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29 May 2019 | Story Valentino Ndaba | Photo Pexels
Prof Melanie Walker
Fostering human capabilities in universities may potentially transform education, says Prof Melanie Walker.

Education is at the centre of human life, and has the potential to be a crucial support for democratic life. Prof Melanie Walker’s recent research paper strikes a balance in dealing with people, education and the implications for democracy through the lens of human capabilities theory and practice and her own research.

People and papers

In her capacity as the SARChI Chair in the Higher Education and Human Development Research Programme at the University of the Free State (UFS), Prof Walker recently published a paper titled: Defending the Need for a Foundational Epistemic Capability in Education. It appeared in the special issue of the Journal of Human Development and Capabilities in honour of renowned Nobel Laureate Amartya Sen’s 85th birthday.

Nurturing epistemic justice

Within the context of existing literature such as that of Sen’s concern with the value of education on the one hand, and public reasoning on the other, Prof Walker argues for a foundational epistemic capability to shape the formal education landscape – as well as quality in education – by fostering inclusive public reasoning (including critical thinking) in all students. It would contribute to what Sen calls the ‘protective power of democracy’ and shared democratic rights, which, he argues, are strongly missed when most needed.

“Sen’s approach asks us to build democratic practices in our university and in our society in ways which create capabilities for everyone. If our students learn public reasoning in all sorts of spaces in university, including the pedagogical, they may carry this into and back to society,” she said.

Educating for equality

Empowering society and fighting for justice are some of the crucial contributions made possible through fostering the epistemic capability of all students. “The capability requires that each student is recognised as both a knower and teller, a receiver and a contributor in critical meaning and knowledge, and an epistemic agent in processes of learning and critical thinking,” states Prof Walker.

In a young democracy like South Africa’s, inclusive public reasoning becomes all the more essential in order to achieve equality, uphold rights and sustain democracy as enshrined in the constitution, thereby improving people’s lives. 

News Archive

Miss Deaf SA inspires UFS teachers with her life story
2009-11-26

Pictured from the left, are: K. Botshelo, Vickey Fourie (Miss Deaf SA) and A. Morake.

Vicki Fourie, Miss Deaf SA 2009 and Miss Deaf HESC, recently visited the University of the Free State to motivate aspiring Foundation Phase teachers by sharing her life story with them.

When Vicki was two years old, her parents found out that she couldn’t speak. Two possible explanations were that she had had an ear infection or speech problems. They took her to a specialist and after a brain scan they found out that Vicki had 97% hearing loss in both ears.

Hearing aids were required and Vicki’s father, Pastor Gerhard Fourie from the Christian Revival Church (CRC) enrolled her in a kindergarten school for deaf children, Carel Du Toit in Cape Town.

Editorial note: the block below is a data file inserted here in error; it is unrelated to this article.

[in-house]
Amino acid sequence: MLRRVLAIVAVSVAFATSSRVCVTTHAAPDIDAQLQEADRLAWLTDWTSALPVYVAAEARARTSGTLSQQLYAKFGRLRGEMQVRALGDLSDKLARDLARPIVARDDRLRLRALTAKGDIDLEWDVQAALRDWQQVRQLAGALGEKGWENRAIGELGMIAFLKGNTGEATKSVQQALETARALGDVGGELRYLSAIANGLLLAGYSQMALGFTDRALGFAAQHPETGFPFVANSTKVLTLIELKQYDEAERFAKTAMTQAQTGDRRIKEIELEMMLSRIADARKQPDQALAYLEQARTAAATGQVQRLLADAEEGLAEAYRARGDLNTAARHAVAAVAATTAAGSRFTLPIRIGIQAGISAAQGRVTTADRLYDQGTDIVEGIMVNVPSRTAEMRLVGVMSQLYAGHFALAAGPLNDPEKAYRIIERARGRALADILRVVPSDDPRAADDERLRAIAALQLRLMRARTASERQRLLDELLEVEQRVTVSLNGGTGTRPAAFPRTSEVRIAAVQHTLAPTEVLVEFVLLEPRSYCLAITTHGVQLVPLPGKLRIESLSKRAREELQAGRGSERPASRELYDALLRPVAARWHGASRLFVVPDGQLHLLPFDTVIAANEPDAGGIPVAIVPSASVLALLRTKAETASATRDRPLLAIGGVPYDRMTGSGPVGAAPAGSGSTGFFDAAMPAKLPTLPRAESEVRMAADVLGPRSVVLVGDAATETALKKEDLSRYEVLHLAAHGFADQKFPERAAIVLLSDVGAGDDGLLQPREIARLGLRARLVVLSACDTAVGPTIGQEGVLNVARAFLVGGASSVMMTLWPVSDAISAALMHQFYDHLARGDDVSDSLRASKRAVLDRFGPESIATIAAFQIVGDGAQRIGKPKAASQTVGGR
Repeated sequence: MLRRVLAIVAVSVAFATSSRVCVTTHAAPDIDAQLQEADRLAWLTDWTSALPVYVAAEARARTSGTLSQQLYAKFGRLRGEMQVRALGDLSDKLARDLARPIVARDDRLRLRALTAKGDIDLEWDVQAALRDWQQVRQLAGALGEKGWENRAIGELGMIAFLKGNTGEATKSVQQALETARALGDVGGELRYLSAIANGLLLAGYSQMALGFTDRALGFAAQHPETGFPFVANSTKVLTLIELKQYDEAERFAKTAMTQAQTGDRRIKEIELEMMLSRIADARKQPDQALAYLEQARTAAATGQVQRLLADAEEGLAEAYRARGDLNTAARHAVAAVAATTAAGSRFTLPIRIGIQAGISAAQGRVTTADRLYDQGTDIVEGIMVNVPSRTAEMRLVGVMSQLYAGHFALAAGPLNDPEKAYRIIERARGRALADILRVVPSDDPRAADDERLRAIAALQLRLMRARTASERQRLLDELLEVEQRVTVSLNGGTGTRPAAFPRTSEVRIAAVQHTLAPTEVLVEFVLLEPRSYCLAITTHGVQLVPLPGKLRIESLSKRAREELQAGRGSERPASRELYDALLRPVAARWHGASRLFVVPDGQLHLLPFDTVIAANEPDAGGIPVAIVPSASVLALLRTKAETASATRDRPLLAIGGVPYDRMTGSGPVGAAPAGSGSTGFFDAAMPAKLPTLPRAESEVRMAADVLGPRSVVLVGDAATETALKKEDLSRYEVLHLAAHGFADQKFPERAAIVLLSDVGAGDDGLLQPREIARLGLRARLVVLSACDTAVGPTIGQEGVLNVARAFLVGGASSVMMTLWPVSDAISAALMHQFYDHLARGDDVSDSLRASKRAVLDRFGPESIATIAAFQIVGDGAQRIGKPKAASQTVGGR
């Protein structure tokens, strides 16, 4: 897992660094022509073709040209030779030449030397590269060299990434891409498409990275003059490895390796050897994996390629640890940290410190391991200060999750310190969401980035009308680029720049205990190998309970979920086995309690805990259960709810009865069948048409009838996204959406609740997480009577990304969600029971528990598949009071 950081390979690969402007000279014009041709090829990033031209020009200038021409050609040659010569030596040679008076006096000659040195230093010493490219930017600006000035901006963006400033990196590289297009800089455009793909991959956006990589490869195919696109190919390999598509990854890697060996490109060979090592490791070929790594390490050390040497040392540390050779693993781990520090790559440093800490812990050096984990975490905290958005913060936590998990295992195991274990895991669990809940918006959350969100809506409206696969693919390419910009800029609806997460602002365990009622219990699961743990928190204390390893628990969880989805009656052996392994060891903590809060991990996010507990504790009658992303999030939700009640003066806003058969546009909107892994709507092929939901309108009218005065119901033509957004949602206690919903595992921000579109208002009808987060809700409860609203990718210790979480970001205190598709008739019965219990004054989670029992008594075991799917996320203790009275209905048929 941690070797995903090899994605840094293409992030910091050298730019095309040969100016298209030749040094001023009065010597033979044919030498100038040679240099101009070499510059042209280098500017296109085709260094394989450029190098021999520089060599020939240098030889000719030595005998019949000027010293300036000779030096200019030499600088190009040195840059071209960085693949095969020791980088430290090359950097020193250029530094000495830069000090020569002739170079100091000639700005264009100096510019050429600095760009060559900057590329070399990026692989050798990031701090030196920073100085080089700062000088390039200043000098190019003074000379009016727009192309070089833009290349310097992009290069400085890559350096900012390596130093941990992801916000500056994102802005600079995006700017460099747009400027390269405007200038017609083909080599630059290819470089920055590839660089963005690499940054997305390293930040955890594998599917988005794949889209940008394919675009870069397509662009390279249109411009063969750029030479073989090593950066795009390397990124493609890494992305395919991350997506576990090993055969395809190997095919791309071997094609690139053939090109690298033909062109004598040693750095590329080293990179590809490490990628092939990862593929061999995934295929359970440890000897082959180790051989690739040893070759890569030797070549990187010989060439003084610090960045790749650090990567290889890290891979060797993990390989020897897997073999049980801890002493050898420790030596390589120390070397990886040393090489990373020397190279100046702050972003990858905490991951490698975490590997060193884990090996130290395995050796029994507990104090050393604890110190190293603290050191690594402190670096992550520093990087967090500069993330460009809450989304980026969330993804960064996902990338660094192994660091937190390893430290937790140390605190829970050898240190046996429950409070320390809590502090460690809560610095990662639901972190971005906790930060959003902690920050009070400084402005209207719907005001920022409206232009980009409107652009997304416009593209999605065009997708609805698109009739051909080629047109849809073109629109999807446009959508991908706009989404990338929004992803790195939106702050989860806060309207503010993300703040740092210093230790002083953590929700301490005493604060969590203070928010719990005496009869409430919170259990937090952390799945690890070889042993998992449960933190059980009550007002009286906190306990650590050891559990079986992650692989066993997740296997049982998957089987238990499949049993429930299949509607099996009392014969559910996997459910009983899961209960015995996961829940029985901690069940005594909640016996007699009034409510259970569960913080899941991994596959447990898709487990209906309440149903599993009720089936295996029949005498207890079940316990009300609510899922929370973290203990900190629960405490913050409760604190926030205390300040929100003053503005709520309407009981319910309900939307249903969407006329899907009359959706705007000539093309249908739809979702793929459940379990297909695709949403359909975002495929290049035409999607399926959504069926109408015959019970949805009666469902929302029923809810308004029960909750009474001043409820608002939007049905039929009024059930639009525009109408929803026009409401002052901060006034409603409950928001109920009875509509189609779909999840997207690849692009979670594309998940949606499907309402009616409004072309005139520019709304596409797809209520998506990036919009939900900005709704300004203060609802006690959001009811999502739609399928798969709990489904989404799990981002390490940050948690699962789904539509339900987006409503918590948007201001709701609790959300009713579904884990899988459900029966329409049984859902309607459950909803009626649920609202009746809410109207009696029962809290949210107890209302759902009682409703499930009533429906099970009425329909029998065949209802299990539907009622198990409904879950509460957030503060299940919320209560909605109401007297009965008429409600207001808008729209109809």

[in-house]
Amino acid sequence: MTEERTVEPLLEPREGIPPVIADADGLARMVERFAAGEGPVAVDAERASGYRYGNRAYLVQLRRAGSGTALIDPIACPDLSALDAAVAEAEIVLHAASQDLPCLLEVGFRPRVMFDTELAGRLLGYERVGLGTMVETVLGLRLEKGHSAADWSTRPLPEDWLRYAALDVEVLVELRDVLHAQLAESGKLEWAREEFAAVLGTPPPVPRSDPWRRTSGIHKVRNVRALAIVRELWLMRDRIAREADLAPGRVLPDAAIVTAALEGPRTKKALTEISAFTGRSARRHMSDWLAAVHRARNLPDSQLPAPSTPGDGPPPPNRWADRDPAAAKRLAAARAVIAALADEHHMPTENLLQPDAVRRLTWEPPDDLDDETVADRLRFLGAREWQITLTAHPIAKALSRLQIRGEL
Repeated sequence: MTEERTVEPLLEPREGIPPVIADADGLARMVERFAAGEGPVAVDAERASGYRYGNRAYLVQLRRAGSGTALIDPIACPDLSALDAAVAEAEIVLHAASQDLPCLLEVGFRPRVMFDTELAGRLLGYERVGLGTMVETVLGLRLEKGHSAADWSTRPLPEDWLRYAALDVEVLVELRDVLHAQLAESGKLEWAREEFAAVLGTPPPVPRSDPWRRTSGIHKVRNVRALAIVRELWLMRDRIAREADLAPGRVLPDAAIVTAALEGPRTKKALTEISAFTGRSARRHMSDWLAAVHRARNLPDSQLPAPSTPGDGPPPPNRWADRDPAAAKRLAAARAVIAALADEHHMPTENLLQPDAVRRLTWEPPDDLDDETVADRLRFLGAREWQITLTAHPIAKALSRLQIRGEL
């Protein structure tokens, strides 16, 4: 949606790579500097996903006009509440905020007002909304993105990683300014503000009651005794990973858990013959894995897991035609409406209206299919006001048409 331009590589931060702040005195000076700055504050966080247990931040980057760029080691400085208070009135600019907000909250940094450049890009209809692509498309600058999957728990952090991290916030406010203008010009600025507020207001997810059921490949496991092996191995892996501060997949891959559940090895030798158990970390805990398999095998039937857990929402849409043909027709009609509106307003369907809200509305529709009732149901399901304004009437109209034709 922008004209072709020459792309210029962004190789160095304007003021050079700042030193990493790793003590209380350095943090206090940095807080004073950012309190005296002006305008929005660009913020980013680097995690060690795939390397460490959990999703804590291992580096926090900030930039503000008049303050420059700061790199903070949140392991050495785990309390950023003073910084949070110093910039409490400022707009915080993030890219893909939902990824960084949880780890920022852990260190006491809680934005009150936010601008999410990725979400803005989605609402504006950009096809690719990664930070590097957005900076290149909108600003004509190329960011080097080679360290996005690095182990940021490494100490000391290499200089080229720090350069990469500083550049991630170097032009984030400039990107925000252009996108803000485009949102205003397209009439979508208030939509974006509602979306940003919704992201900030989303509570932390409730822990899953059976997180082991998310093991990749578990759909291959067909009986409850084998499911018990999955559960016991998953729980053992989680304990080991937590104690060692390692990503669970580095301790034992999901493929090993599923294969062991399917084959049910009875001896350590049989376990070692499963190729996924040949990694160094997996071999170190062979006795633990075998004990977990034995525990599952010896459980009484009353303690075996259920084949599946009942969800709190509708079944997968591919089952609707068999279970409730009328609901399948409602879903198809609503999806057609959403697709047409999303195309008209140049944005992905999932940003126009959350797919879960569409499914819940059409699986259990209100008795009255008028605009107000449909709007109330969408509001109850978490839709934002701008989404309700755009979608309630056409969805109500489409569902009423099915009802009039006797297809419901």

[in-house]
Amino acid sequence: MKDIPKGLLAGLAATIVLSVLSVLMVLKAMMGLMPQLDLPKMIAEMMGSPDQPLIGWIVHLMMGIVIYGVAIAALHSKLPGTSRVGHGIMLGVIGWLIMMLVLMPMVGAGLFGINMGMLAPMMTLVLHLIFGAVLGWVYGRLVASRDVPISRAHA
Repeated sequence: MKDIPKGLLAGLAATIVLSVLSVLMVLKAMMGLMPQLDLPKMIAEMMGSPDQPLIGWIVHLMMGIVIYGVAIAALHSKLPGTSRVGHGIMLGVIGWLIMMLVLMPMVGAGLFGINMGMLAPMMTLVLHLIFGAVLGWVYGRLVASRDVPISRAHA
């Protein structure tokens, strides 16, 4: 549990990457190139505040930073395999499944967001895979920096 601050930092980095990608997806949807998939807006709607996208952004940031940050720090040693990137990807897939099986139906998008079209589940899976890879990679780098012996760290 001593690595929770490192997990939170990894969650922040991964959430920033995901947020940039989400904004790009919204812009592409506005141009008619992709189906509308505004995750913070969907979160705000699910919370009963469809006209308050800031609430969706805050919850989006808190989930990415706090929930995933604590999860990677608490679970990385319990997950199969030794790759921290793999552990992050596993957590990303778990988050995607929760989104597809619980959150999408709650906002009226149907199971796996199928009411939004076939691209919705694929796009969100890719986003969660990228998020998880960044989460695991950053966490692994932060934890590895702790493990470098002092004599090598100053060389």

However, even though Carel Du Toit’s slogan is ‘Where Deaf Children Learn to Speak’, it was because of her mother’s efforts that Vicki is able to communicate effectively with hearing people today.

Bonita Fourie would sit with her child every single day and teach her how to pronounce words phonetically and how to read lips. It is because of that that Vicki is not dependent on sign language at all.

When she was seven years old, her parents enrolled her in an English A.C.E. school. Even though Vicki’s home language is Afrikaans, her parents decided to go against the norm by placing her in an English school (most deaf/hard of hearing people cannot learn a second language). Today Vicki is fluent in both languages.

“I used to think that my hearing aids are just a normal thing you put on, like using glasses for reading,” she said. “I still think that way. People always come up to me and say, ‘It’s amazing how easily you adapt to hearing people. You have no stumbling blocks or holdbacks.’

“To me it’s interesting because my reaction is always this: ‘God gave me this situation, and I have made the best of it. I’ve overcome it, and therefore I can go forward in life’. We were born not to survive, but to thrive. I detest the attitude of, ‘I’m a victim, so the world owes me something’. The world owes nobody anything! We can be victorious over our own circumstances. It is possible. My name’s meaning is testifies to this: “Vicki” comes from the word “Victory”. I was meant to be victorious, and not a victim.”

Vicki, who is now 20, has achieved so much in life. She did ballet, hip-hop, modern dancing, drama (she even went to America for her dramatic monologue and poetry recitation), and she has published over 70 magazine articles, nationally and internationally. Her dreams are to write books one day, become a TV presenter, and motivate and inspire people all over South Africa through public speaking.

When one hears this story, one cannot help but be surprised by her success. It makes you realize that anything is possible when you see the potential in a child, and then do everything in your power to develop it and draw it out. When you believe in the child that you are educating, that child will sense it and blossom like a flower.

“Courage isn’t a gift, it is a decision,” Vicki said. “There will always be things that try to hold you back. The key to working with any child is to be patient, patient, and patient! Teachers play a huge role in equipping children for the future. It is a big responsibility, but it can be done.”
 

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